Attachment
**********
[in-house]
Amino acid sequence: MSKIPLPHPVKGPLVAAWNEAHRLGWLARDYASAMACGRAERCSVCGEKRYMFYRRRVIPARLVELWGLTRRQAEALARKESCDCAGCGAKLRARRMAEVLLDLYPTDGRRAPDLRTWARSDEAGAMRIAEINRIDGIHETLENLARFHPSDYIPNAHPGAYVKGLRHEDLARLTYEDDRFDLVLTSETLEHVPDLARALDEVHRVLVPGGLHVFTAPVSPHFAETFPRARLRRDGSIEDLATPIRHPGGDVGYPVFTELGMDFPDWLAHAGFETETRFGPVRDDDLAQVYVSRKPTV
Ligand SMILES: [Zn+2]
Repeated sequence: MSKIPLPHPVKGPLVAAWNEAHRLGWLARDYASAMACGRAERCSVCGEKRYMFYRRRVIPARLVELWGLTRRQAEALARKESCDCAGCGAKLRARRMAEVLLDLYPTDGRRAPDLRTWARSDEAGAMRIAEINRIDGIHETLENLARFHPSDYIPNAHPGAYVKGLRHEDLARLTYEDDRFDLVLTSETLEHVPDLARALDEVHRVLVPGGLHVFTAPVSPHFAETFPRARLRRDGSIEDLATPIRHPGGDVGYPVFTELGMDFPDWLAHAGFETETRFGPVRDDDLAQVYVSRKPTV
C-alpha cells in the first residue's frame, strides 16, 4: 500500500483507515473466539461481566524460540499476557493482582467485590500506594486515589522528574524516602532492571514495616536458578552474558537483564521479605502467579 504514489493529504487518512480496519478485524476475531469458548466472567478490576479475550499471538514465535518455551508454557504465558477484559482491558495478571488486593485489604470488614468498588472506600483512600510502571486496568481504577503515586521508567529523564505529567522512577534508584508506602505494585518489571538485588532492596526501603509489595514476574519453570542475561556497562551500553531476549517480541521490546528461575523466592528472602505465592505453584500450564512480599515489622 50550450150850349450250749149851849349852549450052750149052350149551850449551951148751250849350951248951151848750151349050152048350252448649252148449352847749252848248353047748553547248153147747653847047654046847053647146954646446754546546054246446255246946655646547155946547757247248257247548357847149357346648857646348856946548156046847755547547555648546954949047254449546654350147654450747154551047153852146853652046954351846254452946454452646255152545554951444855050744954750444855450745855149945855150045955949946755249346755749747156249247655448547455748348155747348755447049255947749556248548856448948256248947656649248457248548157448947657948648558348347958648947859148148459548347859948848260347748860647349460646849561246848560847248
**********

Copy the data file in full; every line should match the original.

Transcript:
[in-house]
Amino acid sequence: MSKIPLPHPVKGPLVAAWNEAHRLGWLARDYASAMACGRAERCSVCGEKRYMFYRRRVIPARLVELWGLTRRQAEALARKESCDCAGCGAKLRARRMAEVLLDLYPTDGRRAPDLRTWARSDEAGAMRIAEINRIDGIHETLENLARFHPSDYIPNAHPGAYVKGLRHEDLARLTYEDDRFDLVLTSETLEHVPDLARALDEVHRVLVPGGLHVFTAPVSPHFAETFPRARLRRDGSIEDLATPIRHPGGDVGYPVFTELGMDFPDWLAHAGFETETRFGPVRDDDLAQVYVSRKPTV
Ligand SMILES: [Zn+2]
Repeated sequence: MSKIPLPHPVKGPLVAAWNEAHRLGWLARDYASAMACGRAERCSVCGEKRYMFYRRRVIPARLVELWGLTRRQAEALARKESCDCAGCGAKLRARRMAEVLLDLYPTDGRRAPDLRTWARSDEAGAMRIAEINRIDGIHETLENLARFHPSDYIPNAHPGAYVKGLRHEDLARLTYEDDRFDLVLTSETLEHVPDLARALDEVHRVLVPGGLHVFTAPVSPHFAETFPRARLRRDGSIEDLATPIRHPGGDVGYPVFTELGMDFPDWLAHAGFETETRFGPVRDDDLAQVYVSRKPTV
C-alpha cells in the first residue's frame, strides 16, 4: 500500500483507515473466539461481566524460540499476557493482582467485590500506594486515589522528574524516602532492571514495616536458578552474558537483564521479605502467579 504514489493529504487518512480496519478485524476475531469458548466472567478490576479475550499471538514465535518455551508454557504465558477484559482491558495478571488486593485489604470488614468498588472506600483512600510502571486496568481504577503515586521508567529523564505529567522512577534508584508506602505494585518489571538485588532492596526501603509489595514476574519453570542475561556497562551500553531476549517480541521490546528461575523466592528472602505465592505453584500450564512480599515489622 50550450150850349450250749149851849349852549450052750149052350149551850449551951148751250849350951248951151848750151349050152048350252448649252148449352847749252848248353047748553547248153147747653847047654046847053647146954646446754546546054246446255246946655646547155946547757247248257247548357847149357346648857646348856946548156046847755547547555648546954949047254449546654350147654450747154551047153852146853652046954351846254452946454452646255152545554951444855050744954750444855450745855149945855150045955949946755249346755749747156249247655448547455748348155747348755447049255947749556248548856448948256248947656649248457248548157448947657948648558348347958648947859148148459548347859948848260347748860647349460646849561246848560847248